Study Guide

The French Connection Director

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William Friedkin

On Court & Off

Philip d'Antoni, a director/producer just coming off the success of 1968's San Francisco cop flick Bullitt, was the one to bring director William Friedkin on board. They were racquetball buddies, and d'Antoni knew that Friedkin was looking for his first big commercial success. D'Antoni had just read Moore's book, and was pretty sure it would make an awesome movie. Friedkin read it, and agreed.

Shifting Gears

All the other stuff Friedkin had done before was personal, quiet, "arty," and dialogue-heavy. But at some point, he began to think about the fact that films that were chiefly action, light on the dialogue, could be understood and enjoyed anywhere in the world. Car chases: the true international language.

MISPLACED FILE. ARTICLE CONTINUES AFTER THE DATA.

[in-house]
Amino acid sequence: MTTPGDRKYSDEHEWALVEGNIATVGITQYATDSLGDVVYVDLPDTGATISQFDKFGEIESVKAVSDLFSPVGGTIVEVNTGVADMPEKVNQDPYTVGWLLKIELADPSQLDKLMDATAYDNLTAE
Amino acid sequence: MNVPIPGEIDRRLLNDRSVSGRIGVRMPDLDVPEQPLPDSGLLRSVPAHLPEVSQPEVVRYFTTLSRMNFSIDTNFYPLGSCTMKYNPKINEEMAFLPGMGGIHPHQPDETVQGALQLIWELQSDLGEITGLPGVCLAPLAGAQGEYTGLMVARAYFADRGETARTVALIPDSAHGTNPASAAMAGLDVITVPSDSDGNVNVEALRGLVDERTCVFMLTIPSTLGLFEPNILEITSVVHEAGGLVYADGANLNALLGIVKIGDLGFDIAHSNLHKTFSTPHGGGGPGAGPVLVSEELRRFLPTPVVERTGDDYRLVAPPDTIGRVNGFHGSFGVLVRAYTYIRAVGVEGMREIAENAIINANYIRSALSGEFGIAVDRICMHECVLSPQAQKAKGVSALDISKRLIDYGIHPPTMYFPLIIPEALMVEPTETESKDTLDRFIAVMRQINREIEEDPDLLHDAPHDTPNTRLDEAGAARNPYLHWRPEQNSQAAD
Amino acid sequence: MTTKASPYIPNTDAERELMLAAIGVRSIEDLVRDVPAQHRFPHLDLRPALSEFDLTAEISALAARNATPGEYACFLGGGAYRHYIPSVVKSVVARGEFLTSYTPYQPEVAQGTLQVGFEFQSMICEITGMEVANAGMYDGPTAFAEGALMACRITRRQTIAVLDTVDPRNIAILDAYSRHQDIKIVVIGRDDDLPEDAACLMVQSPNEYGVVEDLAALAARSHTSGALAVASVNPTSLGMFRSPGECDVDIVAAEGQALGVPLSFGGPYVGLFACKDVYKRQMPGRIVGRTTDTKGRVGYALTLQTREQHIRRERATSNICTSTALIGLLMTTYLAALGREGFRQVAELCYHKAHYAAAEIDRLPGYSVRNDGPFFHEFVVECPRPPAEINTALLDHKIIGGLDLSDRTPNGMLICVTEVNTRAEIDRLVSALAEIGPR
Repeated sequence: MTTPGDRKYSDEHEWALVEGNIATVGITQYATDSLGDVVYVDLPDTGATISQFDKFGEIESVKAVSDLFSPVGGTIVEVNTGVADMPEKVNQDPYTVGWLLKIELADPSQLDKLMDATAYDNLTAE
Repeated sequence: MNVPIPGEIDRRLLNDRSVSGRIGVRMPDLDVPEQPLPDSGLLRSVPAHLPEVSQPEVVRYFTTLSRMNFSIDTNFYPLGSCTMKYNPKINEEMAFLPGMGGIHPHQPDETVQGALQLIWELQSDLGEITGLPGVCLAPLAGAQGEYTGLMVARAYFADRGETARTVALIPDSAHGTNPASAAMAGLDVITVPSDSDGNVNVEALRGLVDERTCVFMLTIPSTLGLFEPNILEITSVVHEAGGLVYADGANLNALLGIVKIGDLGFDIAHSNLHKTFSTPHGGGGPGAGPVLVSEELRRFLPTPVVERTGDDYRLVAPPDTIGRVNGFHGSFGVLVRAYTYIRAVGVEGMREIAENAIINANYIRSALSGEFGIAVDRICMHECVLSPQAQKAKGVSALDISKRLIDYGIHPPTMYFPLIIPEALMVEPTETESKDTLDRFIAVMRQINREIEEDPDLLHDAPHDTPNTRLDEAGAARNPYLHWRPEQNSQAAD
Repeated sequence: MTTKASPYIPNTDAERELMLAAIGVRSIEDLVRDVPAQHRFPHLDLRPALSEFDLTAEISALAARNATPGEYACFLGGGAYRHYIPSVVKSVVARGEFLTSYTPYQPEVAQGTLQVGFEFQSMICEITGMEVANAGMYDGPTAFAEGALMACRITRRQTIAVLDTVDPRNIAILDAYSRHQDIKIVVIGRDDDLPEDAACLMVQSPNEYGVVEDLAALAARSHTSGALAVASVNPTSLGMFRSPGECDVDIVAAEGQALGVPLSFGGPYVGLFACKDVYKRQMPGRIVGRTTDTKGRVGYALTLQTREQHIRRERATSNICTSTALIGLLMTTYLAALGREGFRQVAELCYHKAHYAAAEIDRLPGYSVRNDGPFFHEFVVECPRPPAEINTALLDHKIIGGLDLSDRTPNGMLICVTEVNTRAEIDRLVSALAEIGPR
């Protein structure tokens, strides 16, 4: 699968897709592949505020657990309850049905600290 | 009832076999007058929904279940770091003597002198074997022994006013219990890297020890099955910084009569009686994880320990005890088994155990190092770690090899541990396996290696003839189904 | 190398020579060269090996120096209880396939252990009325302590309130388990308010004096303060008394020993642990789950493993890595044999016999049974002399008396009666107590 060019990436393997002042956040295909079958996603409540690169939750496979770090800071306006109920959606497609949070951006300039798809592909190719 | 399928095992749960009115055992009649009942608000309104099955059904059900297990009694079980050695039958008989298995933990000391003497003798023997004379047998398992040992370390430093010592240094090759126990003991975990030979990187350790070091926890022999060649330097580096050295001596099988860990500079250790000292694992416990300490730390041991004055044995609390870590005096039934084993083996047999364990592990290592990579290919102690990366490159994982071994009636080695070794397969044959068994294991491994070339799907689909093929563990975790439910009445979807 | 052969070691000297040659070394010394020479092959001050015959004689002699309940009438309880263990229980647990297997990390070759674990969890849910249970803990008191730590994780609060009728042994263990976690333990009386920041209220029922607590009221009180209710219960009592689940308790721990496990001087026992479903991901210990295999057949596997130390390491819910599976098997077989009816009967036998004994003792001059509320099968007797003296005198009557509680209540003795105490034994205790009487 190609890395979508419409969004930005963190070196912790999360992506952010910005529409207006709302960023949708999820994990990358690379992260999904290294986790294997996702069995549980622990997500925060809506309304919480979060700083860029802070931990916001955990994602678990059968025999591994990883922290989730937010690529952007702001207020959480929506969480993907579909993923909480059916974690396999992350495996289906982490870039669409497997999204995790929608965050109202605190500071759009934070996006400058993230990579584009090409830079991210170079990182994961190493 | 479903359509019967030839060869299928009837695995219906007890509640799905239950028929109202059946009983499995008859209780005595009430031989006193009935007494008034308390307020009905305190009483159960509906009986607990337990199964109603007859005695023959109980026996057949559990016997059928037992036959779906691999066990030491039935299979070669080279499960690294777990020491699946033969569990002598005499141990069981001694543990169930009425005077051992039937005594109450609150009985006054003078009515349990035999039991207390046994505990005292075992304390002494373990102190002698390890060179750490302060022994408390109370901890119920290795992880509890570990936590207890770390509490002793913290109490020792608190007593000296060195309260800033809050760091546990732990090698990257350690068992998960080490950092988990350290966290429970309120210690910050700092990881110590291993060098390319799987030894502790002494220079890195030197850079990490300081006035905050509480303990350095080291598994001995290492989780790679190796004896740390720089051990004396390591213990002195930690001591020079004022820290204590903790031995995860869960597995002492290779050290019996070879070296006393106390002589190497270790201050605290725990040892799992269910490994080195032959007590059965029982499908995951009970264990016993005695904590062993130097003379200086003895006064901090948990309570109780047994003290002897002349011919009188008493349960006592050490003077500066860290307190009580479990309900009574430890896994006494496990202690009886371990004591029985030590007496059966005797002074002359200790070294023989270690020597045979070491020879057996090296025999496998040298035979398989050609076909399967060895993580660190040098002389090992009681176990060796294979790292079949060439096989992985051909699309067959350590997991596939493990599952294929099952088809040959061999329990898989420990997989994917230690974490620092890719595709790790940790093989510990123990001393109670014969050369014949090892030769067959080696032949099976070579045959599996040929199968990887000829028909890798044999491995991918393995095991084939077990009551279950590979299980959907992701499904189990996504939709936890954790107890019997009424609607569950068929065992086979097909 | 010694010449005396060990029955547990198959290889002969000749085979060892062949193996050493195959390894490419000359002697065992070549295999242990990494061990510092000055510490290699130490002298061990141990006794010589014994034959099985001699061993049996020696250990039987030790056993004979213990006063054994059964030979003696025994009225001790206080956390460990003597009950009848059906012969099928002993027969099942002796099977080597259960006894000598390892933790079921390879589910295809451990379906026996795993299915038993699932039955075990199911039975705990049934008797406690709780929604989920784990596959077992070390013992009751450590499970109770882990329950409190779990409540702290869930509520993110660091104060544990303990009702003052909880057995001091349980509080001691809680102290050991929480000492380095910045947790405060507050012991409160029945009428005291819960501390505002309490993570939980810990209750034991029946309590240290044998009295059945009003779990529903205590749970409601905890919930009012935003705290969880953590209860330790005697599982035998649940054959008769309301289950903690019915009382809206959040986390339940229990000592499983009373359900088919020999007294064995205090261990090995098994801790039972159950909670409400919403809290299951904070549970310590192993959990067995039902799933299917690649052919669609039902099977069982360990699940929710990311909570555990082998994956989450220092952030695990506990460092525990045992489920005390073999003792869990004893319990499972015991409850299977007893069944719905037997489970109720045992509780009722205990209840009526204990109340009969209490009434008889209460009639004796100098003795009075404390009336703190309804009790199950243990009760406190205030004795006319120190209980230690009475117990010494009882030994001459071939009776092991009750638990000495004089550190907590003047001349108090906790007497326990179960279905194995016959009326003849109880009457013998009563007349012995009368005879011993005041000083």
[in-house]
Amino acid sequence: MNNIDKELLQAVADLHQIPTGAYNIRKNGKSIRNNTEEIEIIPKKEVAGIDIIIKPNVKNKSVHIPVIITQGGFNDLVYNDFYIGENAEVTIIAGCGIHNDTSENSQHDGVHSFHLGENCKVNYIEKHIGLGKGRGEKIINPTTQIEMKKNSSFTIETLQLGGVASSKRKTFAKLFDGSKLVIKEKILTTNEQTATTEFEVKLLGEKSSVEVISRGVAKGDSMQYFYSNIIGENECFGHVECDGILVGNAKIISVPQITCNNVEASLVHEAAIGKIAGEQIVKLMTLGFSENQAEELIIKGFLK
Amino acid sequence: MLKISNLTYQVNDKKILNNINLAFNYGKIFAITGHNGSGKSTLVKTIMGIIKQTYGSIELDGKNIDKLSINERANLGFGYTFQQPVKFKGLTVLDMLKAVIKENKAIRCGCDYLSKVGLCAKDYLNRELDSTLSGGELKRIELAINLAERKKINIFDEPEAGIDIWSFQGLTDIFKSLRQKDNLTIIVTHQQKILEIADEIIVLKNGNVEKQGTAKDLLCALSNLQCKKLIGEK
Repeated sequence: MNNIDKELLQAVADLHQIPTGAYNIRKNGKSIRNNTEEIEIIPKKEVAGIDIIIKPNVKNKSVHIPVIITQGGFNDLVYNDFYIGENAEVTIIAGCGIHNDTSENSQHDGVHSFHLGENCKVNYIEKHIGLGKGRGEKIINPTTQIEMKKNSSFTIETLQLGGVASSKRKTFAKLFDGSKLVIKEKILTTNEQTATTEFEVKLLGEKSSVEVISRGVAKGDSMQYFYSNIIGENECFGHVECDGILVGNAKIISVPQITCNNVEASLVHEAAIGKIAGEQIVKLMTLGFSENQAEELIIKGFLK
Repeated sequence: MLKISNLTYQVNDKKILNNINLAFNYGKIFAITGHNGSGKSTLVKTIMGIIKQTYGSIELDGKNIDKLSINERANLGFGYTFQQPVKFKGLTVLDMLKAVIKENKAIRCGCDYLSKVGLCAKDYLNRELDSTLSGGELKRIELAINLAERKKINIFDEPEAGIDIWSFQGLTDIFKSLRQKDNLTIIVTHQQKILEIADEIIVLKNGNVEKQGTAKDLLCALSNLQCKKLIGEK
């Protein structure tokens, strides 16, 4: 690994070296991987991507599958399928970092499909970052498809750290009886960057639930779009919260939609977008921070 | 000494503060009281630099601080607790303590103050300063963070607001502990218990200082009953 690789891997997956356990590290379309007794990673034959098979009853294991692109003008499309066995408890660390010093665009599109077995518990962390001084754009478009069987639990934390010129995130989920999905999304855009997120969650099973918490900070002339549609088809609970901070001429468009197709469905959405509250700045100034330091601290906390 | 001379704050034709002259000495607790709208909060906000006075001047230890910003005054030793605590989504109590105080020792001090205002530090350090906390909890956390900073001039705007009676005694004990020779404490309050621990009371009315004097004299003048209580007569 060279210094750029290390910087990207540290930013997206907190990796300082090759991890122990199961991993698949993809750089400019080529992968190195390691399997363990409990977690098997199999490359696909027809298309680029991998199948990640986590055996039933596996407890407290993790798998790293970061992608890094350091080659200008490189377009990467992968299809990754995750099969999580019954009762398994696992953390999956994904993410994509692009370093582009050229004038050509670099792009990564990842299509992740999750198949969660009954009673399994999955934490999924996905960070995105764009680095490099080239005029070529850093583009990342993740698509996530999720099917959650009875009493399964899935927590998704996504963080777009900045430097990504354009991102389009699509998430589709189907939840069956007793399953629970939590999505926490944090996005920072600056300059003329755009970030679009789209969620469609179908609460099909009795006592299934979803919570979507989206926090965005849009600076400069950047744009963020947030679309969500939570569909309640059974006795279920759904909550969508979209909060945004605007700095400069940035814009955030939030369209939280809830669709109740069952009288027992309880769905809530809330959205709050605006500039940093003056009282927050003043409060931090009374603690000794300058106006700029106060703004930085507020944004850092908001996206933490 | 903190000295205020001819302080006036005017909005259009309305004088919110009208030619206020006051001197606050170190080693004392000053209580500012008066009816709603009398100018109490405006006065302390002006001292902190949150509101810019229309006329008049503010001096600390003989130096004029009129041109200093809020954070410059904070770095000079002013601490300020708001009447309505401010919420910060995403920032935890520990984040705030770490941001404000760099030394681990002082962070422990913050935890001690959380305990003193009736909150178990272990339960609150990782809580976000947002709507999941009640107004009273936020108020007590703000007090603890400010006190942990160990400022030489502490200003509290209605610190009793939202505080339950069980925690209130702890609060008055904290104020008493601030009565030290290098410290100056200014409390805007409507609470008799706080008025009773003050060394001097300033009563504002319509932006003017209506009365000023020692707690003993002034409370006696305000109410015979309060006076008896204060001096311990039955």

With this thinking, Friedkin and d'Antoni headed to New York to make a movie that was action, action, action, full of fast cars, and even faster bullets.

Career Breaker to Career Maker

Once they hit New York, Friedkin and the crew set to work, improvising on the fly. They ran over their $2.8 million-dollar budget by 300 grand, but thankfully for the production team (and for Friedkin's career) the film was hit.

He went on to make The Exorcist, and be celebrated as one of the new lights of American cinema… as well as the guy to turn to if you needed to film a movie about a projectile-vomiting, demented little girl.

His career continued, riding the inertia of the American New Wave into a totally unpredictable filmography (from the dark revenge thriller To Live and Die in L.A. to a few episodes of C.S.I.: Crime Scene Investigation) seemingly bound only by one thing: main characters with a wavy sense of ethics.

Popeye Doyle would be very proud.

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